Neptune’s Cup (Cliona patera) is a large sponge shaped like a wine glass. Due to its cup-like shape, it was sometimes used as tubs for babies. The Neptune’s Cup measured up to a meter in both height and width. Due to its size, it was highly sought after by private collectors and museums. As the demand increased, people started over-harvesting it until they disappeared from Singapore in the 1870s. Later, in 1908, some collectors spotted it in West Java, Indonesia. Since then, the species was declared extinct.
Fast forward a century, and in 2011, two live Neptune’s Cup sponges were found in the waters off St. John’s Island, Singapore. The first specimen was found in March 2011 by biologists of an environmental engineering firm. Soon, a second sponge was found just 50 meters away. Since then, four more sponges have been found in Singapore. (1, 2)
The coelacanth, a prehistoric fish more related to reptiles and mammals than modern fish, was thought to have gone extinct 66 million years ago until a fisherman caught one in 1938.
The coelacanth is a dinosaur-era fish that was believed to have gone extinct 65 million years ago until it was rediscovered in 1938. Before then, it was only known to the world through some fossil records. On 23 December 1938, a live specimen was caught off the east coast of South Africa by a local angler. Museum curator Marjorie Courtenay-Latimer discovered it among other catch on the fishing trawler of the fishermen. Fascinated by this unusual fish, she sent drawings of the fish to a Rhodes University ichthyologist, JLB Smith. After recognizing the fish, Smith immediately sent his famous cable: “MOST IMPORTANT PRESERVE SKELETON AND GILLS = FISH DESCRIBED.”
When Latimer sent the drawings to Smith, he was on a vacation. Latimer wasn’t able to preserve the fish for long and so sent it to a taxidermist. By the time Smith recognized the fish and sent the cable, the fish was already stuffed. Since the skeleton was no longer available, Smith began a hunt for a second specimen. He found one more than a decade later. Currently, there exist two kinds: the West Indian Ocean coelacanth and the Indonesian coelacanth. The West Indian Ocean coelacanth is assessed as a critically endangered species by the IUCN. (1, 2)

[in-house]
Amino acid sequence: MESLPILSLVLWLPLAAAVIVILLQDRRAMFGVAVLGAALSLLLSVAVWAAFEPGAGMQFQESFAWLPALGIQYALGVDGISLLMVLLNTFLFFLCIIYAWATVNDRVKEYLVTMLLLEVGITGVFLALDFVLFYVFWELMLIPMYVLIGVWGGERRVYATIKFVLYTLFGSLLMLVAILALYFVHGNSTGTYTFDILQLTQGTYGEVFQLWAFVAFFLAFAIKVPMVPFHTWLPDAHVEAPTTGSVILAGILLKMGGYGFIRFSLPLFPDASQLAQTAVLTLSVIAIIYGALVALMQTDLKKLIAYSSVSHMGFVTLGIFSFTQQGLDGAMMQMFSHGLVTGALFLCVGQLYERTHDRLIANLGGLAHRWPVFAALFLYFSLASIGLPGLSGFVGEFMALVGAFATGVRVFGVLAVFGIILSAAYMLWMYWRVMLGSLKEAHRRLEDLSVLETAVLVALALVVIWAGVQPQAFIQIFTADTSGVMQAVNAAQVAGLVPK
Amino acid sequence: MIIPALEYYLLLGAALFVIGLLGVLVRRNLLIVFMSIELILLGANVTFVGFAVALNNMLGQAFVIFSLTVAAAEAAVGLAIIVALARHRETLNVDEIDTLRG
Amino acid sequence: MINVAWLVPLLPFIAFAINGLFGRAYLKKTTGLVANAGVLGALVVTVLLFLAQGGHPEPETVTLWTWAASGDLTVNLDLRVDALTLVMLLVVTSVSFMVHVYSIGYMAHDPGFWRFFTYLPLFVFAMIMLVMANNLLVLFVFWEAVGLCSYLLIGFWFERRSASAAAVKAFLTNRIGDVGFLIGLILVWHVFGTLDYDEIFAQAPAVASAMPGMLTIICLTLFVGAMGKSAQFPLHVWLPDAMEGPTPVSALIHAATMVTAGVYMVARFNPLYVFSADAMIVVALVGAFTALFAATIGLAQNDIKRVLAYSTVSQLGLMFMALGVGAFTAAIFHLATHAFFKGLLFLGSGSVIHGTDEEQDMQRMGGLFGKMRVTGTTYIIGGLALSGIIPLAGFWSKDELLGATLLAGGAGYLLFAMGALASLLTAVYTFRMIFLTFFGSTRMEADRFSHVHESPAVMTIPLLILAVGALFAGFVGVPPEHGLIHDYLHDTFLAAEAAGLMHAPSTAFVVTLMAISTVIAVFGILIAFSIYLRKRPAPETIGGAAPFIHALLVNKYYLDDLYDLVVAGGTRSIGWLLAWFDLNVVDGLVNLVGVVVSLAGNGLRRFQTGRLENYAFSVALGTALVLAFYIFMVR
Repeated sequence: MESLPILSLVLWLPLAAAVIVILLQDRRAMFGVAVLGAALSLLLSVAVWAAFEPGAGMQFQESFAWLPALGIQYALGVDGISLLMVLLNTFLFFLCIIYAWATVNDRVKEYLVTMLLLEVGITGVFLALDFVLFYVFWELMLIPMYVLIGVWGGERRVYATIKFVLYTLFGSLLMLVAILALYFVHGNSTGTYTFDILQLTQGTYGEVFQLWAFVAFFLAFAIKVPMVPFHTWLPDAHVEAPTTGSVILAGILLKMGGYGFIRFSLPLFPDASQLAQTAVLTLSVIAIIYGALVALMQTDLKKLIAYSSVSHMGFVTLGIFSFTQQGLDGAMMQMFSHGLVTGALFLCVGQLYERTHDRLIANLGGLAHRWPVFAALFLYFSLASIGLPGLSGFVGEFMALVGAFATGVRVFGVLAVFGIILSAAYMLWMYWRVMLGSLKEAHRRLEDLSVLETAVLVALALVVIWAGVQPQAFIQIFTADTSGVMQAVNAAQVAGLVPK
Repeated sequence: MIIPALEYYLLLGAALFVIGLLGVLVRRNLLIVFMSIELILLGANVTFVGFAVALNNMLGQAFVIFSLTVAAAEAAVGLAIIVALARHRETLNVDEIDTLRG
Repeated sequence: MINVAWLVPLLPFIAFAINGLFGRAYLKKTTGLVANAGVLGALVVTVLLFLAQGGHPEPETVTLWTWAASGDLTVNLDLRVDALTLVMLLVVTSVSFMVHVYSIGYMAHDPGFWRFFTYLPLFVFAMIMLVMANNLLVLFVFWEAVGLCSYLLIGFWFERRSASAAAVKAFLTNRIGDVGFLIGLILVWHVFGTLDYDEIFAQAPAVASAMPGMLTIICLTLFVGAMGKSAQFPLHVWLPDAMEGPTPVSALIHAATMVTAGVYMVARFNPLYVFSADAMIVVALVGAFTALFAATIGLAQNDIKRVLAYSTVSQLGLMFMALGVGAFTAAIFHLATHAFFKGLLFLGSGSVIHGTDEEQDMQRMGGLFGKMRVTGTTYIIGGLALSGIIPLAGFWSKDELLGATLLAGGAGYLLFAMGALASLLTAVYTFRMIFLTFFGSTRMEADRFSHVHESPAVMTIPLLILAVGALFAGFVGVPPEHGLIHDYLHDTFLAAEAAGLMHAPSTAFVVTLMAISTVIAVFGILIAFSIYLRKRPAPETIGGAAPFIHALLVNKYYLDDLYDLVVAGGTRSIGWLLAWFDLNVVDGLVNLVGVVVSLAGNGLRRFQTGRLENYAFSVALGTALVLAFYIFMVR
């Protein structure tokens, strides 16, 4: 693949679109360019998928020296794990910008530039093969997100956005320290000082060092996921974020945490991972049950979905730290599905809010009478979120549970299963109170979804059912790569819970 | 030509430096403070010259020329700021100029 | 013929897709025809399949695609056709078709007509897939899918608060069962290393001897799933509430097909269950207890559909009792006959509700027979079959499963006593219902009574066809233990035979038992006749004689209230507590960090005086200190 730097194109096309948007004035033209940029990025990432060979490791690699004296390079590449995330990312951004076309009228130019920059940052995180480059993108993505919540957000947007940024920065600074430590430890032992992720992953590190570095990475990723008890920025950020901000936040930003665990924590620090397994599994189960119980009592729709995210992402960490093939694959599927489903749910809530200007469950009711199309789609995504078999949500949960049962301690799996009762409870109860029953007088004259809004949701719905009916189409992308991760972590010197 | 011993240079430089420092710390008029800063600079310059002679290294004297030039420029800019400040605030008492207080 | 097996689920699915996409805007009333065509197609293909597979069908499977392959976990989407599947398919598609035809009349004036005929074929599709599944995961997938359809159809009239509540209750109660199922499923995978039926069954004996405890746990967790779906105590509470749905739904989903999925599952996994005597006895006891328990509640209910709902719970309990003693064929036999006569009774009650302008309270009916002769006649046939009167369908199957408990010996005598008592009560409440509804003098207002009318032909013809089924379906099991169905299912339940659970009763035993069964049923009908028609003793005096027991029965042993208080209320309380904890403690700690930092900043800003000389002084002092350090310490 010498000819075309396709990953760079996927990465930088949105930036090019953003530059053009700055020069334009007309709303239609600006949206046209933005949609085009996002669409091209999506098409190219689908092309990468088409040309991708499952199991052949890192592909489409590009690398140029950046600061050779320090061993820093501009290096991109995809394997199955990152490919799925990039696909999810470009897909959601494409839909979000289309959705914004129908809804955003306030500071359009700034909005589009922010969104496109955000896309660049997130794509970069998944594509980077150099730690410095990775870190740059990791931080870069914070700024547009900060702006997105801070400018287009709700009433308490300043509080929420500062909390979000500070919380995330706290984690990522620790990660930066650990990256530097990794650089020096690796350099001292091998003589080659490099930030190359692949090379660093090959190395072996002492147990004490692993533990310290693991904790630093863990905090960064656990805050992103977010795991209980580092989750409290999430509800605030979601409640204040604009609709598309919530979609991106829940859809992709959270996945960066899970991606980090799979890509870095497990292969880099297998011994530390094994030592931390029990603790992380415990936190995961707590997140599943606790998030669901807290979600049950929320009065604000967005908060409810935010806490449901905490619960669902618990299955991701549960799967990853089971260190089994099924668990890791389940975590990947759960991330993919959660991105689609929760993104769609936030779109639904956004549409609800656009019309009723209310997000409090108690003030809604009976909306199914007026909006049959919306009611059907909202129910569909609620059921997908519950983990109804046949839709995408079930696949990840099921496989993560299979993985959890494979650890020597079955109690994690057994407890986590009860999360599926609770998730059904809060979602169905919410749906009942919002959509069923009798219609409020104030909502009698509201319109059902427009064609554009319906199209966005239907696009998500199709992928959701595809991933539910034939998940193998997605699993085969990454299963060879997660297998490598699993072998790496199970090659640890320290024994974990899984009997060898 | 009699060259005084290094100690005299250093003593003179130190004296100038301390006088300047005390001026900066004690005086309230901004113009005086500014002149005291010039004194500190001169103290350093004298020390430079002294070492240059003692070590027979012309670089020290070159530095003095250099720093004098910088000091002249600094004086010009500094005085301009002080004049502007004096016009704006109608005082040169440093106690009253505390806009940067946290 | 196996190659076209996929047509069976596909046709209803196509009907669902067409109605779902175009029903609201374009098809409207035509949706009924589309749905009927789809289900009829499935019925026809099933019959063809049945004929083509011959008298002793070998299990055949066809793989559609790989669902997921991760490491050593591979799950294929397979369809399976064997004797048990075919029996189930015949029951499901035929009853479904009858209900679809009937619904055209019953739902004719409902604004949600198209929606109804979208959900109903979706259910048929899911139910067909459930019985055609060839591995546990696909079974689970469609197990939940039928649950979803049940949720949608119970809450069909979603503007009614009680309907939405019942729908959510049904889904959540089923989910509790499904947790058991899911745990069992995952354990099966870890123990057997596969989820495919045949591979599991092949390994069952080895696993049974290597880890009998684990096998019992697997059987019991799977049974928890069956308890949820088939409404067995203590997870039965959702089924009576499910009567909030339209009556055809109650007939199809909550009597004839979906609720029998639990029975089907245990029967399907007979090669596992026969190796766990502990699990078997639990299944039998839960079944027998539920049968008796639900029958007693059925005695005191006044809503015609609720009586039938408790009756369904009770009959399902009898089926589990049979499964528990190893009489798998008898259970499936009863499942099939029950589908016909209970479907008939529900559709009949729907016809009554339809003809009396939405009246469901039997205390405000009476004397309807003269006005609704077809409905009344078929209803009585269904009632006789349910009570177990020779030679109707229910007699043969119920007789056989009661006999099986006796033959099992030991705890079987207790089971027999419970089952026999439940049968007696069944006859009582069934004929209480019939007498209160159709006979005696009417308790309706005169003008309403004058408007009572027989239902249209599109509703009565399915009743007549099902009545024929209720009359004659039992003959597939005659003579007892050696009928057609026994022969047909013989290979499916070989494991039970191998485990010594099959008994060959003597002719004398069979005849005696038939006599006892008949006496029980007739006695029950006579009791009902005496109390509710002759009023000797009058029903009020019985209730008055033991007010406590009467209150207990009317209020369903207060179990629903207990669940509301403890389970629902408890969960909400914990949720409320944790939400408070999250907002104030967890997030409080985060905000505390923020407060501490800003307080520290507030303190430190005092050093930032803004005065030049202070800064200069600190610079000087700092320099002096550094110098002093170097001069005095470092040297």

5 Blue-Bearded Helmetcrest
The beautiful Blue-Bearded Helmetcrest bird was thought to be extinct for 69 years until they were rediscovered in the Santa Marta Mountains in Colombia in 2015.
The blue-bearded helmetcrest bird is one of the world’s rarest hummingbirds. It is named after the male’s distinctive blue beard and cowlick-like crest. The bird was first discovered in 1880, and since then, only 62 specimens were collected, the most recent being collected in 1946. From 1999 to 2011, multiple expeditions were conducted in search of the blue-bearded helmetcrest. Several groups of scientists searched the diverse alpine ecosystem of Sierra Nevada’s páramo, but all of them failed for almost a decade.
The high-altitude habitat of these birds were being degraded by extensive burning and overgrazing. Due to this, scientists feared that the species might be extinct. After multiple failed expeditions, IUCN classified the species as Critically Endangered (Possibly Extinct) in 2014. Soon after, in 2015, two conservationists documented three specimens of these birds. They spotted three birds in the Sierra Nevada de Santa Marta National Park, Colombia while documenting fires set by local farmers. (1, 2)